Writer and historian Wallace Stegner called national parks “the best idea we ever had. Absolutely American, absolutely democratic, they reflect us at our best rather than our worst.”
Starting in the 1800s, the scenic natural wonders of the West, places like mineral springs in Arkansas, towering mountains and majestic trees of Yosemite, spouting geysers of Yellowstone, and the arid ruins of Casa Grande, inspired individual Americans to call for their preservation, asking their government to create something called “national parks.”
In 1916, the work of caring for these places was moved to a new agency created by Congress for that specific purpose. The National Park Service was given the responsibility to not only conserve and protect parks, but also to leave them “unimpaired for the enjoyment of future generations.”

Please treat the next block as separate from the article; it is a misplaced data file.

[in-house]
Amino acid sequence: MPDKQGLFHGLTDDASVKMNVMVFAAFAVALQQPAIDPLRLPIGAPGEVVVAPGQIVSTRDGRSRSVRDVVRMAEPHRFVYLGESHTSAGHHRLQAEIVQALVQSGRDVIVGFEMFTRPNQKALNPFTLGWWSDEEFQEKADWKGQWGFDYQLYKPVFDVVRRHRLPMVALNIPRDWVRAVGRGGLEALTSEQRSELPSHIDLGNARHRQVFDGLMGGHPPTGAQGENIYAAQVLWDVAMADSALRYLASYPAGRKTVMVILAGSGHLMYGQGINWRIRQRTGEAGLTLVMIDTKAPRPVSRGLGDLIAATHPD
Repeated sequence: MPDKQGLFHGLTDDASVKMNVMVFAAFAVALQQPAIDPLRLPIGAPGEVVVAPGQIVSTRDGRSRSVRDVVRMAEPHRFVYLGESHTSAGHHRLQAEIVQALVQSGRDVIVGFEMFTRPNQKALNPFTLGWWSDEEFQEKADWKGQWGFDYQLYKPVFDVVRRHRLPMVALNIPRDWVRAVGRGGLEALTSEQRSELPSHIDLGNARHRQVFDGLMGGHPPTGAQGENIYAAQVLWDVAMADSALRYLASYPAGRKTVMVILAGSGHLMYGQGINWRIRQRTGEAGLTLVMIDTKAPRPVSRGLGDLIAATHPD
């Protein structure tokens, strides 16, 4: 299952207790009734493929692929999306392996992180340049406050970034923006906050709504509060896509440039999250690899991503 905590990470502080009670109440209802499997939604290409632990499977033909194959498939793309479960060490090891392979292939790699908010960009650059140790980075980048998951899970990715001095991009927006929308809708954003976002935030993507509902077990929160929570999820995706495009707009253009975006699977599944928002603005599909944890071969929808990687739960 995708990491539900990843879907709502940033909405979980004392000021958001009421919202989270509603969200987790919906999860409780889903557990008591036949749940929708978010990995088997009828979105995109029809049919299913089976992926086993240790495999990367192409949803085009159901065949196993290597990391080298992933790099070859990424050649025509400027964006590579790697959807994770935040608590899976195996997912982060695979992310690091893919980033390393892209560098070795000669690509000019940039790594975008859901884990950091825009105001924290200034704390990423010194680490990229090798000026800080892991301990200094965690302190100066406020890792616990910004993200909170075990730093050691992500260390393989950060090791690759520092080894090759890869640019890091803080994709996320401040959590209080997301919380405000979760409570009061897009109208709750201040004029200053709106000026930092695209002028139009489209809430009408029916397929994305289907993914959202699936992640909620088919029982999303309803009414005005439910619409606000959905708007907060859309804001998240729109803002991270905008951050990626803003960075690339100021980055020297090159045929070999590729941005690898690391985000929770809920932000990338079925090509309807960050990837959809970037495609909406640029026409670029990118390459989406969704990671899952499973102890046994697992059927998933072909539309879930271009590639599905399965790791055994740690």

The job got bigger as the number and types of parks expanded. In the 1930s, military parks and national monuments were added. Then came national parkways and seashores followed by urban parks in the 1960s. During the next decade, the size of the National Park System nearly doubled with the addition of 47 million acres in Alaska.
Today numbering close to 400, national parks now include places that commemorate more recent – and in many cases more sobering – history. The stories of the fight for civil rights, the World War II Japanese American internment camps, and Sand Creek, the site of the tragic Indian massacre in 1864, are all told in national parks.
Over the years, the work of the National Park Service has moved beyond park borders. We are honored to be invited into America’s communities to help build trails and playgrounds, return historic buildings to productive use, revitalize neighborhoods, expand affordable housing, protect watersheds, recognize and promote local history, and introduce the next generation to stewardship opportunities and responsibilities.
America’s Best Idea just keeps getting better.